Although Santiago has only la mar now, he was once married, and his friendship with Manolin is paternalistic in nature. The following items are described as relics from Santiago’s marriage: a color picture of the Sacred Heart of Jesus, another of the Virgin of Cobre, and a tinted photograph of his wife, kept beneath a shirt on a shelf (Sea 18). The photograph was formerly on the wall, but the sight of it now causes Santiago sadness. One must assume that his wife has died. Still, he has known love once and now shares stories with Manolin about the legendary baseball player Joe DiMaggio. Perhaps to a lesser extent, Santiago has nature and himself to keep him company, as he speaks to both.
In respect to career, John Roberts writes that “[Krebs’] parents―or his mother, at least―are obviously worried by his post-war lassitude. They do not understand what has happened, but they do perceive that he is not the same boy who had gone away to war” (200). Krebs’ attitude about consequences and girls affects all aspects of his life, causing his mother to worry. She asks him one morning at the breakfast table, “Have you decided what you are going to do yet, Harold?” (74). When he answers no, she asks, “Don’t you think it’s about time?” (74). She proceeds to tell him that his father is worried too, adding that the car, which Krebs was formerly never allowed to drive, is now an option–an option to help him meet girls and find work. By the end, Krebs does resolve to “go to Kansas City [to] get a job” (77), but his motivation is to pacify his mother so that his life “[goes] smoothly” (77). He lacks any career goals of his own and does not wish to suffer in the pursuit of them.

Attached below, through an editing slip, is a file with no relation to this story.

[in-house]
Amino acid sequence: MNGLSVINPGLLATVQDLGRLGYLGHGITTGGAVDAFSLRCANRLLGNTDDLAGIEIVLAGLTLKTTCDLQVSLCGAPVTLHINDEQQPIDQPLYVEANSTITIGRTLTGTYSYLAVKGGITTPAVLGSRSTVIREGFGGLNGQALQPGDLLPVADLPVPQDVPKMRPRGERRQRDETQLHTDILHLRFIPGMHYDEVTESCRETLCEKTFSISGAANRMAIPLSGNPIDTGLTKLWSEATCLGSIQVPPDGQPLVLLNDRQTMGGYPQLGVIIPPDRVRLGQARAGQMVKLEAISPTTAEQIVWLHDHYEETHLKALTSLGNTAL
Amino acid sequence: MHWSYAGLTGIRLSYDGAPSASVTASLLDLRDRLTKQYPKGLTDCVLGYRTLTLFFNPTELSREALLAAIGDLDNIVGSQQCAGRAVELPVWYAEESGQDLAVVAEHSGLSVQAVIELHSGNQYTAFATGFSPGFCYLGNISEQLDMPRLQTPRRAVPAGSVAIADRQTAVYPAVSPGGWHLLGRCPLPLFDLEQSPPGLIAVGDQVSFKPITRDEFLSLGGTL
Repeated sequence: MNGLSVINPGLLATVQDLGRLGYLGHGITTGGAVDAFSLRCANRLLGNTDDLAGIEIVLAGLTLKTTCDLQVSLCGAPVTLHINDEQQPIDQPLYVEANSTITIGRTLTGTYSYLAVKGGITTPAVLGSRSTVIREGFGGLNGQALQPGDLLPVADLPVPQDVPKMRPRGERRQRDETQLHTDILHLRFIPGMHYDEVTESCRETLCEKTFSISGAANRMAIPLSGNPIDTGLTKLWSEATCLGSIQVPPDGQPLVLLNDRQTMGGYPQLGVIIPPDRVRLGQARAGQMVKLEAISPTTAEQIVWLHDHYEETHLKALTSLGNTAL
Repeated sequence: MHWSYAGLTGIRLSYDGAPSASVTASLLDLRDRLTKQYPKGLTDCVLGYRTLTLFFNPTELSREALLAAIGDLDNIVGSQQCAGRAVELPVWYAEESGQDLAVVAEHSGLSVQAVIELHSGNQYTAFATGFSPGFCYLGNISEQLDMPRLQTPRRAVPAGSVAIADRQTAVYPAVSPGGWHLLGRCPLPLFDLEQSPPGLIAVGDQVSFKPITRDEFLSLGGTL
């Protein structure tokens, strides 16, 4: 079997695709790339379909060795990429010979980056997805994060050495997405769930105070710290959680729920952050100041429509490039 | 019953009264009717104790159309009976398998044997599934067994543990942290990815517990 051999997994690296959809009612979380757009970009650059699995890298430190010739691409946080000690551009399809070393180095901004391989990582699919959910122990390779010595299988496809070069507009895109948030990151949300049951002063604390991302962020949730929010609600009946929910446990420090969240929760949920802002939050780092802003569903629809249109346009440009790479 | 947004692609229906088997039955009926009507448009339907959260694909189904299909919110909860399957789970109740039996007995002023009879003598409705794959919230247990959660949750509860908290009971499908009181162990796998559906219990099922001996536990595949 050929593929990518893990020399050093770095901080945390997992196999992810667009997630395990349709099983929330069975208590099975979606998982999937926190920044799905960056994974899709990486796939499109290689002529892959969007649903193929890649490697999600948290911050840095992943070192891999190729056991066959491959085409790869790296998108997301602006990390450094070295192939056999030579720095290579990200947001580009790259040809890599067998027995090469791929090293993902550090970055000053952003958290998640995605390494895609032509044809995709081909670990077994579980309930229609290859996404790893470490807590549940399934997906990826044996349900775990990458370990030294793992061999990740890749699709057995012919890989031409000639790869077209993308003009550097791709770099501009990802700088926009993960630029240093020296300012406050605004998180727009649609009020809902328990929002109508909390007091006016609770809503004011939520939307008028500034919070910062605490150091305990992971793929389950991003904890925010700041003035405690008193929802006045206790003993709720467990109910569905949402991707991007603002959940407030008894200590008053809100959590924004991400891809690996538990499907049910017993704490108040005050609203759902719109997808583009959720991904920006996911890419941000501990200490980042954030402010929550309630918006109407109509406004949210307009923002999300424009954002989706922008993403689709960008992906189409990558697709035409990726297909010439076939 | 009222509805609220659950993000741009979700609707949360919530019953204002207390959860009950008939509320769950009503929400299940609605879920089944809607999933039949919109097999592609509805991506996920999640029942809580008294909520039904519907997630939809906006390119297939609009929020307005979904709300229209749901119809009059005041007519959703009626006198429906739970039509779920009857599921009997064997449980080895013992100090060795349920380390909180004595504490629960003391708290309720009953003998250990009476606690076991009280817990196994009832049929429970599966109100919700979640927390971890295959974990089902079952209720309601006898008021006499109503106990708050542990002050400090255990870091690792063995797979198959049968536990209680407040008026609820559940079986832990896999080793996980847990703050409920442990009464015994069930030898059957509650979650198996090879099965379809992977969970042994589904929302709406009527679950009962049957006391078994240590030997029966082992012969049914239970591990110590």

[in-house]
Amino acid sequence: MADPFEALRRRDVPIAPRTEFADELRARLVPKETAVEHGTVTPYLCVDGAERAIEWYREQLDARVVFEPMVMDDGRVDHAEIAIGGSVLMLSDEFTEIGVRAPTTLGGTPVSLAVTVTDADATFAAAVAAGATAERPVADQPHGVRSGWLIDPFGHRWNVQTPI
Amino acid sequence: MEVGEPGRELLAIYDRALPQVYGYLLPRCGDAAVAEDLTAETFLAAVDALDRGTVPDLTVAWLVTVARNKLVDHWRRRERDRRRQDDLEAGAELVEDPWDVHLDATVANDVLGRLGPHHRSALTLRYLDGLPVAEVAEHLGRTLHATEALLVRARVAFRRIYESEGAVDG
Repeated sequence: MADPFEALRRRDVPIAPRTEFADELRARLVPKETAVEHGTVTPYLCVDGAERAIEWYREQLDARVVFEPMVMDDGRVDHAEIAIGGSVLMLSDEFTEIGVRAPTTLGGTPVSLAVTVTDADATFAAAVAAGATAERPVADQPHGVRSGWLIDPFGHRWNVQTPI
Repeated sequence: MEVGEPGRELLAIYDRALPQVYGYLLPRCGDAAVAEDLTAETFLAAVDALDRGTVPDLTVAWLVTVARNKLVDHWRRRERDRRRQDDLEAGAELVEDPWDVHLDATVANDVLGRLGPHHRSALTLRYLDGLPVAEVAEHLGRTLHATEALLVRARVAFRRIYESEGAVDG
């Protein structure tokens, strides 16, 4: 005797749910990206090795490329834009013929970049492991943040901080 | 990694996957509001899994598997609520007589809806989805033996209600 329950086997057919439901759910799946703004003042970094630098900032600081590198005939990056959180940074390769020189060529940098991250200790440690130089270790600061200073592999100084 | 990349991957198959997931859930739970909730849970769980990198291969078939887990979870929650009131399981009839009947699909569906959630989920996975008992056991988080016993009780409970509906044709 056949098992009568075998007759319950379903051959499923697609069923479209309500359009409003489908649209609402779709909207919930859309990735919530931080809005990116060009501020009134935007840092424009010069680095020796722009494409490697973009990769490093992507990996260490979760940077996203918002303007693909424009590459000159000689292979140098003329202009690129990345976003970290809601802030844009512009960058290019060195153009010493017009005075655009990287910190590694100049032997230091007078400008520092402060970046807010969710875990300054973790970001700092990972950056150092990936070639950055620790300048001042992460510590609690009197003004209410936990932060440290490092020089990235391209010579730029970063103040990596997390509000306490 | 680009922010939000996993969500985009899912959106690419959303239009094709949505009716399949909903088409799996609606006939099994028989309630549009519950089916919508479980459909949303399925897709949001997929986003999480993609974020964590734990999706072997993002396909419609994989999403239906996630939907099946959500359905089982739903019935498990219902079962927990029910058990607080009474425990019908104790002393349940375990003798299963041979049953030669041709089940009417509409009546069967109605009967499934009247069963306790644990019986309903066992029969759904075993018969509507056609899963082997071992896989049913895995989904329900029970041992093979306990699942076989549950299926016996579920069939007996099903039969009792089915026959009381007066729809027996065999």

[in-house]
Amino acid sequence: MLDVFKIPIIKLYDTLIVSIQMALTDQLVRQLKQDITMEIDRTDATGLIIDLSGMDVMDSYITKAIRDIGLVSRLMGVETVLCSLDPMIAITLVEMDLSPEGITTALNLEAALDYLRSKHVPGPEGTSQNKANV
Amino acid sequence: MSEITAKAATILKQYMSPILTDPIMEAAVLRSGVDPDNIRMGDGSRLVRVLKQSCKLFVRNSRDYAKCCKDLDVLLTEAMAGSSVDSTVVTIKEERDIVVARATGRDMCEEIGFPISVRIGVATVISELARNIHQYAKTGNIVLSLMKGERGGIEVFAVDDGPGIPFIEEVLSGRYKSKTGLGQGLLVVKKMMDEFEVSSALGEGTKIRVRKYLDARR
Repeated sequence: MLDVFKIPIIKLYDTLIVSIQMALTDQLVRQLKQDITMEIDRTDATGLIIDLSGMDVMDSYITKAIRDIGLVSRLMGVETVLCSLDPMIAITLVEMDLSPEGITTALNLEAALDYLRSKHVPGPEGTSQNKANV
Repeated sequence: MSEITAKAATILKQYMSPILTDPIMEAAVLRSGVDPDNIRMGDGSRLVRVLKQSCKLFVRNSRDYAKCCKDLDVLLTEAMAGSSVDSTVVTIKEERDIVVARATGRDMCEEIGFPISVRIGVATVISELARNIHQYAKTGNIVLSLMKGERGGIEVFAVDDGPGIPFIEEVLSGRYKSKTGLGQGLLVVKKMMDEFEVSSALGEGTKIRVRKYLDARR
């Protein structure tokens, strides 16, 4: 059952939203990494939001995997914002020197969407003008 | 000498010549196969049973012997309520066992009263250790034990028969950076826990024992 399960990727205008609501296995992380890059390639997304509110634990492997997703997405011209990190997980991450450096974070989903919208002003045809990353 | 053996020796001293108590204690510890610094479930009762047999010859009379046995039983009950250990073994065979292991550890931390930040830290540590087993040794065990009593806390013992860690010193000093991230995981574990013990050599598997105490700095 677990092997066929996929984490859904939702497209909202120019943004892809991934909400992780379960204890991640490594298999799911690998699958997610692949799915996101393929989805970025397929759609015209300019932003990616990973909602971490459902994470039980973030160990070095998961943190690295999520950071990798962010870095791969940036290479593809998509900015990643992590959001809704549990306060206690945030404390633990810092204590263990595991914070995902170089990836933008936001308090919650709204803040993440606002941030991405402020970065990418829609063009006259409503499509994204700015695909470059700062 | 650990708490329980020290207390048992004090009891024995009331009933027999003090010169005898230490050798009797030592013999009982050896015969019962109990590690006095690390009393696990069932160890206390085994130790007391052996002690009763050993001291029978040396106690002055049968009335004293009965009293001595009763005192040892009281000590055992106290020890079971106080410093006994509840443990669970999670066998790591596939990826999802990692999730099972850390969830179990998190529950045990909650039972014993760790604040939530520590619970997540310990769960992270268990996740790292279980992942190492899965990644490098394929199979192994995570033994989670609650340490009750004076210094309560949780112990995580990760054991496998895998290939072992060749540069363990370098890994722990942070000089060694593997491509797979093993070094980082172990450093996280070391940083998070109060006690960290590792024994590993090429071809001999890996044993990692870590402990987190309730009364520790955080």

Santiago’s career is, by default, more about survival than fulfillment. Although he is a skilled fisherman with many tricks, his string of bad luck has reduced him to accepting food from Manolin (who is happy to share). Thankfully, for the old man, he does find fulfillment in both fishing and the sea, even if it is a daily battle for his food. His resolve is unsinkable, and his spirit, though tired, pushes him to proclaim that he will kill the marlin in all its greatness and glory (Sea 53). Despite his affinity for the fish, which he describes as “more noble and able” (52) than he, Santiago resolves to show it “what a man can do and what a man endures” (53). “Pain does not matter to a man” (65) he says, and reminds himself to suffer accordingly (70).